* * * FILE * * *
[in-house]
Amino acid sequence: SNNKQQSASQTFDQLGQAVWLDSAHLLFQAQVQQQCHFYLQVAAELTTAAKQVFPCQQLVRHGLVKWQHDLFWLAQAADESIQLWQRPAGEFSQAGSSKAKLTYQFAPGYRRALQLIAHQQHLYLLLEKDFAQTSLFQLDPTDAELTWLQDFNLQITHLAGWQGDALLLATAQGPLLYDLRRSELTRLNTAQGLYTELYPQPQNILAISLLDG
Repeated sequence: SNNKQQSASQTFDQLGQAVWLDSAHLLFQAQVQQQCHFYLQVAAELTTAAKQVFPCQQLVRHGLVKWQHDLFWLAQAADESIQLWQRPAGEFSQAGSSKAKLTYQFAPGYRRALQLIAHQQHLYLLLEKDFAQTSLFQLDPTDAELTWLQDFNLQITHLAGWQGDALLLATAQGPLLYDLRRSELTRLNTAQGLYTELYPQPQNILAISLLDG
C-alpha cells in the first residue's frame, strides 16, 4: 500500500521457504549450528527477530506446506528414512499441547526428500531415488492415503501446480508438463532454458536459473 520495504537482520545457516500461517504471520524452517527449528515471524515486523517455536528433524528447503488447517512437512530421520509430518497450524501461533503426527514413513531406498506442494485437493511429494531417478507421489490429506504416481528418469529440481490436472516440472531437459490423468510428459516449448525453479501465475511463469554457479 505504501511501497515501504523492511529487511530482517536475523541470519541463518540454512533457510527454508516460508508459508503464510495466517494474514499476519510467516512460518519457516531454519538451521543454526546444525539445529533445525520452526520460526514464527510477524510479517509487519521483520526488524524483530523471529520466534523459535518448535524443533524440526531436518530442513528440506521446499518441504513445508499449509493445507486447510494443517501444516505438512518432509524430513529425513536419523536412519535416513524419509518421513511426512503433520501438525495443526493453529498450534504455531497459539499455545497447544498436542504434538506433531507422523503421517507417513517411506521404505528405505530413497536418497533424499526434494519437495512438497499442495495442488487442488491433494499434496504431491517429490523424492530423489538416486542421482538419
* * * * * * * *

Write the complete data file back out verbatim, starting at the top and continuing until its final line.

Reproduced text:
[in-house]
Amino acid sequence: SNNKQQSASQTFDQLGQAVWLDSAHLLFQAQVQQQCHFYLQVAAELTTAAKQVFPCQQLVRHGLVKWQHDLFWLAQAADESIQLWQRPAGEFSQAGSSKAKLTYQFAPGYRRALQLIAHQQHLYLLLEKDFAQTSLFQLDPTDAELTWLQDFNLQITHLAGWQGDALLLATAQGPLLYDLRRSELTRLNTAQGLYTELYPQPQNILAISLLDG
Repeated sequence: SNNKQQSASQTFDQLGQAVWLDSAHLLFQAQVQQQCHFYLQVAAELTTAAKQVFPCQQLVRHGLVKWQHDLFWLAQAADESIQLWQRPAGEFSQAGSSKAKLTYQFAPGYRRALQLIAHQQHLYLLLEKDFAQTSLFQLDPTDAELTWLQDFNLQITHLAGWQGDALLLATAQGPLLYDLRRSELTRLNTAQGLYTELYPQPQNILAISLLDG
C-alpha cells in the first residue's frame, strides 16, 4: 500500500521457504549450528527477530506446506528414512499441547526428500531415488492415503501446480508438463532454458536459473 520495504537482520545457516500461517504471520524452517527449528515471524515486523517455536528433524528447503488447517512437512530421520509430518497450524501461533503426527514413513531406498506442494485437493511429494531417478507421489490429506504416481528418469529440481490436472516440472531437459490423468510428459516449448525453479501465475511463469554457479 505504501511501497515501504523492511529487511530482517536475523541470519541463518540454512533457510527454508516460508508459508503464510495466517494474514499476519510467516512460518519457516531454519538451521543454526546444525539445529533445525520452526520460526514464527510477524510479517509487519521483520526488524524483530523471529520466534523459535518448535524443533524440526531436518530442513528440506521446499518441504513445508499449509493445507486447510494443517501444516505438512518432509524430513529425513536419523536412519535416513524419509518421513511426512503433520501438525495443526493453529498450534504455531497459539499455545497447544498436542504434538506433531507422523503421517507417513517411506521404505528405505530413497536418497533424499526434494519437495512438497499442495495442488487442488491433494499434496504431491517429490523424492530423489538416486542421482538419